By some arguments all the waterfalls of Black Creek could conceivably be lumped together and considered one continuous series of falls and cascades. Because there is enough flat water to separate a few of the various falls, and because accessing some is easier than others, we felt it necessary to break them up a bit. Old Spur Falls is the easiest waterfall along Black Creek to access. This waterfall occurs only about 100 feet upstream from the top of Rachor Falls itself, but because the stream is fairly level and separated in visibility from Rachor, it seemed logical to split the two apart. The falls consist of two main drops, 52 feet and 44 feet respectively. While the lower tier is easily visible from the end of the old road, the upper tier is only easily visible through the gap in the trees immediately above the lower falls and one must scramble upstream in order to see it clearly.
- Old Spur Falls is the Proposed name of this waterfall.
This waterfall has no historic name, so we have suggested the name Old Spur Falls after its relation to the decommissioned road. This waterfall has been previously referred to as Deep Canyon Falls, but after a group of us ventured into Black Creek Canyon, we determined that name didn't quite fit this particular fall.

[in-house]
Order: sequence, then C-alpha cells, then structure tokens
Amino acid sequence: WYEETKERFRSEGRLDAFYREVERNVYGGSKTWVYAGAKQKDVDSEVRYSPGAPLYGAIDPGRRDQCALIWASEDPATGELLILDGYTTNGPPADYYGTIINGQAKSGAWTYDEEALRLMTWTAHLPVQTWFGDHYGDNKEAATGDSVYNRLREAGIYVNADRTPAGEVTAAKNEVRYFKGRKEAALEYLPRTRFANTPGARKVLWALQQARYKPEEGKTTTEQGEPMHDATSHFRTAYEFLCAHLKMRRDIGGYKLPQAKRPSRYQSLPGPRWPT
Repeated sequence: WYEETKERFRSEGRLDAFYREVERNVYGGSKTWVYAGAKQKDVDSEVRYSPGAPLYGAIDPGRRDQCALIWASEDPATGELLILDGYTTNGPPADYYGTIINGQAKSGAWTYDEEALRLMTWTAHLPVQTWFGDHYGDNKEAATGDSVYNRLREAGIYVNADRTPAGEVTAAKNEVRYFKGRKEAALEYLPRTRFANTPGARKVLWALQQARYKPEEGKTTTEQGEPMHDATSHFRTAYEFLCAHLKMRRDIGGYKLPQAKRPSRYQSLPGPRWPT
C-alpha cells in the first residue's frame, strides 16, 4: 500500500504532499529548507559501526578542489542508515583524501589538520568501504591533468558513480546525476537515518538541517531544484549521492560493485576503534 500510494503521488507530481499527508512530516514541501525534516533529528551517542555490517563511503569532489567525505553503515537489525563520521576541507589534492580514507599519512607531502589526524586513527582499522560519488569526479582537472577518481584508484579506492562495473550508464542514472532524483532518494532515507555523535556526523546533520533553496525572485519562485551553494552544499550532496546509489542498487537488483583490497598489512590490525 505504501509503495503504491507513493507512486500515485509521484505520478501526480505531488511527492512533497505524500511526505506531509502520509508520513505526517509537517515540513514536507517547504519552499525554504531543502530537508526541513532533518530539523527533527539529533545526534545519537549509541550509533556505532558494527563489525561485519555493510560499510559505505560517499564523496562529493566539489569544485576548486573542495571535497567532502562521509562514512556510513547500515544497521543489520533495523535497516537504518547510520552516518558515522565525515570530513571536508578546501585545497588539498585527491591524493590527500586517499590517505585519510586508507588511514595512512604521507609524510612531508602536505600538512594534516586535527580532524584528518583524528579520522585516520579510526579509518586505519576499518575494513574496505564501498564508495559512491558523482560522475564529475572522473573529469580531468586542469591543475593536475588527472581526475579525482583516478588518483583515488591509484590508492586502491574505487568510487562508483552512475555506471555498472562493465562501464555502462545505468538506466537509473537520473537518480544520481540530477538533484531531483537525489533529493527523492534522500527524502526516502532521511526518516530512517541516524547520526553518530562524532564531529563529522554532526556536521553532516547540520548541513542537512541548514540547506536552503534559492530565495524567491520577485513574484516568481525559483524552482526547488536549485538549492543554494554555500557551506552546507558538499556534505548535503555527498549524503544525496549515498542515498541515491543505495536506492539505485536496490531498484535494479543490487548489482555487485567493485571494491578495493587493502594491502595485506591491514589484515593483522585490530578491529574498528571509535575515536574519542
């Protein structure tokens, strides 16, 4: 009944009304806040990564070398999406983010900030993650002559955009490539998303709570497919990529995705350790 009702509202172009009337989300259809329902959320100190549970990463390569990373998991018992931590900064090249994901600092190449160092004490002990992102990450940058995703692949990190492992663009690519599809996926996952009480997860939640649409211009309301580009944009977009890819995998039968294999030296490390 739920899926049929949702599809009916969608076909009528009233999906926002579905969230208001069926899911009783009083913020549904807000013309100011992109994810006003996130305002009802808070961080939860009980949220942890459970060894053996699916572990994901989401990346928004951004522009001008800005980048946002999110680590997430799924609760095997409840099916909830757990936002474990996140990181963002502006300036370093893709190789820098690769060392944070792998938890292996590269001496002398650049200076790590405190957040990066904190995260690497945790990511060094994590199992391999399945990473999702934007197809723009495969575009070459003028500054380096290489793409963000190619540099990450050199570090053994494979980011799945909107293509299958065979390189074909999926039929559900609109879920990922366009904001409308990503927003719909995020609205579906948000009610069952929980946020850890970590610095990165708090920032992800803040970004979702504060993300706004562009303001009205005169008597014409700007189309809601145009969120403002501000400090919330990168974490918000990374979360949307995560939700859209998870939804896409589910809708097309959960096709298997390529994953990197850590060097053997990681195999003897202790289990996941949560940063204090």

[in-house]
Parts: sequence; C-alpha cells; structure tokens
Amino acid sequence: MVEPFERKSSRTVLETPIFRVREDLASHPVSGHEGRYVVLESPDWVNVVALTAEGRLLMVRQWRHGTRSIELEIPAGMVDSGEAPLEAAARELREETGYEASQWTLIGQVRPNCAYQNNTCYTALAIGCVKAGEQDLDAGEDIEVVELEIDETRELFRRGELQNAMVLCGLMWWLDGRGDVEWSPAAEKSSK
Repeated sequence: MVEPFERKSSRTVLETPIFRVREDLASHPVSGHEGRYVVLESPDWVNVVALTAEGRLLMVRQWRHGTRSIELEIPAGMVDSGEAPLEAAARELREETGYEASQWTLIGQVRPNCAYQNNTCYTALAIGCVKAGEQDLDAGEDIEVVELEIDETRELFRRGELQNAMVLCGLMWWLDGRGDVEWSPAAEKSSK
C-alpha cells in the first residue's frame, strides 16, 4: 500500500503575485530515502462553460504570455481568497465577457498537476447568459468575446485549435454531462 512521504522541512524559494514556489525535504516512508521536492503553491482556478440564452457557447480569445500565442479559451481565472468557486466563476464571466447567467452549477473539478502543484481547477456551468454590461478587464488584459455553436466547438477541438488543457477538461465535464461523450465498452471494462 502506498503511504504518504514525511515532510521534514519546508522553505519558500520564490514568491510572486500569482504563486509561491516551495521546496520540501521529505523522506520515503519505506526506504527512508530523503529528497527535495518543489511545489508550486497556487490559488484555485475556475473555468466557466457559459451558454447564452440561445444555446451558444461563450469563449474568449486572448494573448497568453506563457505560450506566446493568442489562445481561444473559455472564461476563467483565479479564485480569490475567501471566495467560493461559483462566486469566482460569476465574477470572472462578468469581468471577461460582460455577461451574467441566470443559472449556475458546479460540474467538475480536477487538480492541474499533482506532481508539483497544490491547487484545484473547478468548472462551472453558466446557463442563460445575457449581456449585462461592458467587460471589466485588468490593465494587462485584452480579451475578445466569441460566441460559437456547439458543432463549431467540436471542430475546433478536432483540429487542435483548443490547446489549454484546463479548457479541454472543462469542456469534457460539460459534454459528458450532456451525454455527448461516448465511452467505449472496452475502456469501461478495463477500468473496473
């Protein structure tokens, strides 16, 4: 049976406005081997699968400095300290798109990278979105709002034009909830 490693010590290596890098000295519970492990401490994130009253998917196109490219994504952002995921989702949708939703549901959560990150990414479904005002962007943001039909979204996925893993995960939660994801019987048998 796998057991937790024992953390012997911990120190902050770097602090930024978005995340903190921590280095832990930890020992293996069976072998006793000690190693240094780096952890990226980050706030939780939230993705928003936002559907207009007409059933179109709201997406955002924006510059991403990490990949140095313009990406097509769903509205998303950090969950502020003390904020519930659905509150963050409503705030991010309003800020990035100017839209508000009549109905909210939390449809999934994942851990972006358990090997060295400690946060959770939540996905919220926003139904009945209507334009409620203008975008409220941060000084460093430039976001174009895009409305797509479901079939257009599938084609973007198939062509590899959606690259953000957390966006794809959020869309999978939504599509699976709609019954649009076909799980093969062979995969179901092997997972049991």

Let us first preface that the waterfalls of Black Creek are among the most painstaking to reach in the Alpine Lakes region. Black Creek Canyon is deep, steep and very dangerous. Use your best judgment when considering a visit. Old Spur Falls itself is relatively easy to reach in comparison to the other falls along the creek. The falls are situated within the Snoqualmie Tree Farm, which is managed by Hancock Timber and as of 2012 requires an expensive recreation permit to allow public access (even for hiking or biking). From North Bend, head north on Ballarat Avenue which later becomes North Fork County Road. Just under 4 miles from town, the road forks; head left (uphill). About 3 3/4 miles later you'll reach Spur 10 Gate (on the right) where a major cross road intersects the North Fork Road. Park and hike or bike the gated road for 1 1/2 miles to a three-way junction just past the bridge over the North Fork Snoqualmie River. Head right and then stay left at the next major road. About 2 1/3 miles from the 3-way fork is an old road splitting off to the right. Its currently blocked by a massive pile of logs and forest waste and not easy to see unless you really look for it. Once you find the road, simply follow it to its end in front of the falls. Its about 1/2 mile from the drivable road to the falls, and the old road gets progressively nastier and nastier as you get closer to the falls. Its muddy, washed out in many places and overgrown (to the point of not being recognizable as a road towards the end). Plan to get wet, dirty and very scratched up.